China’s shift on transparent audits

Beijing proposes allowing foreign regulators to check the financial reports of Chinese firms listed on overseas exchanges, a potential big win for integrity in global stock markets.

Weibo Corporation, a Chinese social media platform, opened for trading on the NASDAQ stock market in 2014.

On Saturday, China seemed to adopt a set of values that has kept the global economy humming. Its top securities watchdog proposed to modify secrecy rules and grant foreign regulators access to the auditing reports of Chinese firms listed on overseas exchanges.

This could be a big win for more honesty and transparency in world stock markets. The ruling Communist Party has long forbidden Chinese firms from sharing sensitive information with foreign regulators, even at the expense of investors who want to assess the integrity of a firm’s financials and avoid fraud.

The party’s top-down control of commercial enterprises often forces it to demand secrecy. Major firms have party members as executives while the military has a strong hand in many high-tech firms. These are the kinds of secrets that Beijing wants to guard.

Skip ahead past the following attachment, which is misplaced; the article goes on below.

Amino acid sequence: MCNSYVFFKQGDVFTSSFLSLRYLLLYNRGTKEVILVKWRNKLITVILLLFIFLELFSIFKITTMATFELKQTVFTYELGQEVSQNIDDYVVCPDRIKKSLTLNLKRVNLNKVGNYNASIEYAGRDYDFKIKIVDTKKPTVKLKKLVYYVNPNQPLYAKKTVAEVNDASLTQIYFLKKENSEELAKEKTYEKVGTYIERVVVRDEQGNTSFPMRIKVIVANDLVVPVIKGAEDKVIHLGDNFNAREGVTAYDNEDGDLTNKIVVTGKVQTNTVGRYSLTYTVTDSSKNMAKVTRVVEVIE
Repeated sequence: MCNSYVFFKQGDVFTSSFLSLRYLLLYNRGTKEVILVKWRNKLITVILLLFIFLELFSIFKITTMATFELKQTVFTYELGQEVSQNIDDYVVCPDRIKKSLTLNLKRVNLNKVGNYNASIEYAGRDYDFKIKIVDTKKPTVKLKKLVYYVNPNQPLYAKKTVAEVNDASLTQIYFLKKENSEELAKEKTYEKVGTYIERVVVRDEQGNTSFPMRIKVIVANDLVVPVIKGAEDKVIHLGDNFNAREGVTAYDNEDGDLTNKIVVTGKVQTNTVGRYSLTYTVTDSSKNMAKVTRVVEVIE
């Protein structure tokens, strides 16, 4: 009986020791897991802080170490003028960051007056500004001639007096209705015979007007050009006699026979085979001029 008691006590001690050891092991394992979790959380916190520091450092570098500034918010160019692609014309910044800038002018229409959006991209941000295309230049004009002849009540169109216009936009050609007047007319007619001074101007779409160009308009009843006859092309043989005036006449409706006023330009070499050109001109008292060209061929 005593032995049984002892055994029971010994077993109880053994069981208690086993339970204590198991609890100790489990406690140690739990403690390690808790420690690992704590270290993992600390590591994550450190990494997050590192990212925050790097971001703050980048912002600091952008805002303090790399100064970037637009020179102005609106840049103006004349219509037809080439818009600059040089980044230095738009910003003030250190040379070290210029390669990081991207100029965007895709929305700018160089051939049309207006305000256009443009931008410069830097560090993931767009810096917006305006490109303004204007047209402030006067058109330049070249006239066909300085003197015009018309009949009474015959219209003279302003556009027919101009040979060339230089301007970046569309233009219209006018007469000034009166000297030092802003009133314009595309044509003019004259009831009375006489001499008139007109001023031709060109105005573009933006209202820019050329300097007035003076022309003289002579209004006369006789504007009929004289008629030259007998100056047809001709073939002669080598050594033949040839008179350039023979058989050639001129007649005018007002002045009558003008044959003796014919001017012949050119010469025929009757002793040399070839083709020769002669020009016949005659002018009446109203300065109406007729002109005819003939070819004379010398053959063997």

Yet more than 200 Chinese companies are listed on the New York Stock Exchange and Nasdaq, giving them much-needed capital and an ability to compete as global players. They could soon face possible expulsion under a 2020 U.S. law aimed at ensuring foreign firms abide by the same accounting rules as publicly traded American companies.

This threat of delisting Chinese companies on U.S. exchanges could be the reason China is rethinking its model of opaqueness on audit access. Many countries have had to learn the hard way that honesty and openness are vital to a free market economy. The United States itself tightened its accounting standards two decades ago in the wake of two major companies, Enron and WorldCom, collapsing after being caught cooking their books.

Dozens of countries allow U.S. regulators to monitor the audits of their companies listed on U.S. exchanges. The values inherent in honest accounting lift a country’s capital markets in the eyes of international investors. “High-quality financial statements enable the investor to determine whether she should invest her money in a company and on what terms,” says Hester Peirce, a member of the U.S. Securities and Exchange Commission.

China’s drive for global preeminence of its governing model keeps running into values at the heart of the international system. If it finally makes good on its proposal to allow foreign regulators to inspect audit reports of Chinese companies, it will recognize that values that sustain prosperity are not specific to a country but rather universal, helping all countries.

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